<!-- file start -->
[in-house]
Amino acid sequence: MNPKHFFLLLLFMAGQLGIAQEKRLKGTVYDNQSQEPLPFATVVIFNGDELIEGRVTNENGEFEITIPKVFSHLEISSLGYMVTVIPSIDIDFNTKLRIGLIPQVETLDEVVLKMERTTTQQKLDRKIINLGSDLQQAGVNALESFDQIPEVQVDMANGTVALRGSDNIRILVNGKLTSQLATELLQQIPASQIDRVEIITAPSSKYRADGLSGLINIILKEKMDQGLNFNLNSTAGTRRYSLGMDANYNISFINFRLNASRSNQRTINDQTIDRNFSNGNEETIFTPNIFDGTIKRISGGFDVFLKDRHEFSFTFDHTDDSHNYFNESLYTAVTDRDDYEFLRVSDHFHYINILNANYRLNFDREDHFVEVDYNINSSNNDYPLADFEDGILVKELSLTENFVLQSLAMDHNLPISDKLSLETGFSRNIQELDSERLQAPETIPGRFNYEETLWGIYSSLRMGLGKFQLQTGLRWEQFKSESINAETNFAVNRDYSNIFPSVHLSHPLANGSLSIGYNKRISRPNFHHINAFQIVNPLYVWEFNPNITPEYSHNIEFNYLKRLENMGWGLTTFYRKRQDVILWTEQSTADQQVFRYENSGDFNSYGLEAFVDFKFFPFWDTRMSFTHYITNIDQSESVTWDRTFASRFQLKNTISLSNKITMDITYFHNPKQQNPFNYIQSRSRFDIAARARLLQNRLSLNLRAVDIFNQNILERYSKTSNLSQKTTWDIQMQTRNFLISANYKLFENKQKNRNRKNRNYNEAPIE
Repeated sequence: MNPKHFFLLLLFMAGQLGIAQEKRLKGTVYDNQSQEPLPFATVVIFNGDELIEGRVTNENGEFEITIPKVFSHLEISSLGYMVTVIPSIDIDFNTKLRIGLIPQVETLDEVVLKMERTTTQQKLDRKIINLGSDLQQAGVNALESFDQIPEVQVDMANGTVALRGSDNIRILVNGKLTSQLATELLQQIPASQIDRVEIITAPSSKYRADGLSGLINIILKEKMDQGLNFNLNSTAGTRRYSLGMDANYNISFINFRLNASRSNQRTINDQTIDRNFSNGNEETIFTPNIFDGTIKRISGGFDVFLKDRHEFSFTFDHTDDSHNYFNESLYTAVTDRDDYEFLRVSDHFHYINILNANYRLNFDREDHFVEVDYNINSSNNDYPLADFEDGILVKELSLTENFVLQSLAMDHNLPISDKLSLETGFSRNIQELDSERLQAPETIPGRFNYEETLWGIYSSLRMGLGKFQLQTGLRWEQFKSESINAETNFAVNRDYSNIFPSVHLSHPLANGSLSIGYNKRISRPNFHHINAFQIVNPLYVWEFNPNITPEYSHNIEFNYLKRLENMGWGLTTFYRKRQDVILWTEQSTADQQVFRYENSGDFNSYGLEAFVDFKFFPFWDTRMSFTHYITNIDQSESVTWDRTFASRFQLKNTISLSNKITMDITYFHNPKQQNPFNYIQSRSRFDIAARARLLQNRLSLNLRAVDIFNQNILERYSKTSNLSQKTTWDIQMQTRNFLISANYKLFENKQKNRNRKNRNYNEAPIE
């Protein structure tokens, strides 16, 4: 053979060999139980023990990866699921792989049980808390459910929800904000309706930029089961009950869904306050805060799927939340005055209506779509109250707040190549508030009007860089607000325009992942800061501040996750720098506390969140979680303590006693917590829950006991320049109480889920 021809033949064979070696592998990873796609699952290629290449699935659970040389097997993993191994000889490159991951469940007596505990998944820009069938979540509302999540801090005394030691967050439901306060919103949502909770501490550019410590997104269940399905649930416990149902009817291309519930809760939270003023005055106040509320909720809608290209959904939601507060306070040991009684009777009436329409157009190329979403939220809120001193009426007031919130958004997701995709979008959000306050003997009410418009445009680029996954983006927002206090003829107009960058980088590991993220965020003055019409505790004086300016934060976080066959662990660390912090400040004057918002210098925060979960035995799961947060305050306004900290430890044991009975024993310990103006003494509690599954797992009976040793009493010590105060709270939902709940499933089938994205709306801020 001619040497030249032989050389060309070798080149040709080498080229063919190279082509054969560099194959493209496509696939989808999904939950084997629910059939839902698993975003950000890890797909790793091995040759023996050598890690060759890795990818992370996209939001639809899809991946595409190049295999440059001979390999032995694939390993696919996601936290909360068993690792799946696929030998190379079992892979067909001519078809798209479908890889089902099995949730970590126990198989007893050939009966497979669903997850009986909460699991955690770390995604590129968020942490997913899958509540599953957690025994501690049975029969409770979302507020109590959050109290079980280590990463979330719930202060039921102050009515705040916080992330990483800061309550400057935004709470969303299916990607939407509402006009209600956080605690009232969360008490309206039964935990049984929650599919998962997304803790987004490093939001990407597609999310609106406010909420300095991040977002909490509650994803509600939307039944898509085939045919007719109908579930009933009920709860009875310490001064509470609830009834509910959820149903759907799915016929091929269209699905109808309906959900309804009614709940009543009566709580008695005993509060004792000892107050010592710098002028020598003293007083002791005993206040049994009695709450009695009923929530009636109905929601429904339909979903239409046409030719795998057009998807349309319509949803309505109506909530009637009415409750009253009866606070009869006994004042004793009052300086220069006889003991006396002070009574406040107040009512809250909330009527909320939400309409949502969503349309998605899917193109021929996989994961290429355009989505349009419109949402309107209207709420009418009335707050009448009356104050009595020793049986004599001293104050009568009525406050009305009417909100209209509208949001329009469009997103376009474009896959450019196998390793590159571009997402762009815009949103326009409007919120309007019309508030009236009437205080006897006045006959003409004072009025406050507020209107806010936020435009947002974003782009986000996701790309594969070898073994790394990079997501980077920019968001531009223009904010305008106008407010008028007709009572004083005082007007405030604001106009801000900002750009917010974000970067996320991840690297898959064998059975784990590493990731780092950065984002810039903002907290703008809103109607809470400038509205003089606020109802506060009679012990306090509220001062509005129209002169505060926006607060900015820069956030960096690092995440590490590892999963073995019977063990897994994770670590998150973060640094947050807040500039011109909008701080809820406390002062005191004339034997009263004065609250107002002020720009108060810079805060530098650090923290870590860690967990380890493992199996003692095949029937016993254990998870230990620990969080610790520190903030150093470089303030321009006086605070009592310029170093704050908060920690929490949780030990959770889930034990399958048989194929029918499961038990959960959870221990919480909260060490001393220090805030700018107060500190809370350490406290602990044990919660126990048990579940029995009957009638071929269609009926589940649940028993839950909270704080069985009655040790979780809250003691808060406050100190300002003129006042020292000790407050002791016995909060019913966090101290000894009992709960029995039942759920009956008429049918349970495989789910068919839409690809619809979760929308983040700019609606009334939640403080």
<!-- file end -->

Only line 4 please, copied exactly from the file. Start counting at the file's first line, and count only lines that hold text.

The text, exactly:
């Protein structure tokens, strides 16, 4: 053979060999139980023990990866699921792989049980808390459910929800904000309706930029089961009950869904306050805060799927939340005055209506779509109250707040190549508030009007860089607000325009992942800061501040996750720098506390969140979680303590006693917590829950006991320049109480889920 021809033949064979070696592998990873796609699952290629290449699935659970040389097997993993191994000889490159991951469940007596505990998944820009069938979540509302999540801090005394030691967050439901306060919103949502909770501490550019410590997104269940399905649930416990149902009817291309519930809760939270003023005055106040509320909720809608290209959904939601507060306070040991009684009777009436329409157009190329979403939220809120001193009426007031919130958004997701995709979008959000306050003997009410418009445009680029996954983006927002206090003829107009960058980088590991993220965020003055019409505790004086300016934060976080066959662990660390912090400040004057918002210098925060979960035995799961947060305050306004900290430890044991009975024993310990103006003494509690599954797992009976040793009493010590105060709270939902709940499933089938994205709306801020 001619040497030249032989050389060309070798080149040709080498080229063919190279082509054969560099194959493209496509696939989808999904939950084997629910059939839902698993975003950000890890797909790793091995040759023996050598890690060759890795990818992370996209939001639809899809991946595409190049295999440059001979390999032995694939390993696919996601936290909360068993690792799946696929030998190379079992892979067909001519078809798209479908890889089902099995949730970590126990198989007893050939009966497979669903997850009986909460699991955690770390995604590129968020942490997913899958509540599953957690025994501690049975029969409770979302507020109590959050109290079980280590990463979330719930202060039921102050009515705040916080992330990483800061309550400057935004709470969303299916990607939407509402006009209600956080605690009232969360008490309206039964935990049984929650599919998962997304803790987004490093939001990407597609999310609106406010909420300095991040977002909490509650994803509600939307039944898509085939045919007719109908579930009933009920709860009875310490001064509470609830009834509910959820149903759907799915016929091929269209699905109808309906959900309804009614709940009543009566709580008695005993509060004792000892107050010592710098002028020598003293007083002791005993206040049994009695709450009695009923929530009636109905929601429904339909979903239409046409030719795998057009998807349309319509949803309505109506909530009637009415409750009253009866606070009869006994004042004793009052300086220069006889003991006396002070009574406040107040009512809250909330009527909320939400309409949502969503349309998605899917193109021929996989994961290429355009989505349009419109949402309107209207709420009418009335707050009448009356104050009595020793049986004599001293104050009568009525406050009305009417909100209209509208949001329009469009997103376009474009896959450019196998390793590159571009997402762009815009949103326009409007919120309007019309508030009236009437205080006897006045006959003409004072009025406050507020209107806010936020435009947002974003782009986000996701790309594969070898073994790394990079997501980077920019968001531009223009904010305008106008407010008028007709009572004083005082007007405030604001106009801000900002750009917010974000970067996320991840690297898959064998059975784990590493990731780092950065984002810039903002907290703008809103109607809470400038509205003089606020109802506060009679012990306090509220001062509005129209002169505060926006607060900015820069956030960096690092995440590490590892999963073995019977063990897994994770670590998150973060640094947050807040500039011109909008701080809820406390002062005191004339034997009263004065609250107002002020720009108060810079805060530098650090923290870590860690967990380890493992199996003692095949029937016993254990998870230990620990969080610790520190903030150093470089303030321009006086605070009592310029170093704050908060920690929490949780030990959770889930034990399958048989194929029918499961038990959960959870221990919480909260060490001393220090805030700018107060500190809370350490406290602990044990919660126990048990579940029995009957009638071929269609009926589940649940028993839950909270704080069985009655040790979780809250003691808060406050100190300002003129006042020292000790407050002791016995909060019913966090101290000894009992709960029995039942759920009956008429049918349970495989789910068919839409690809619809979760929308983040700019609606009334939640403080």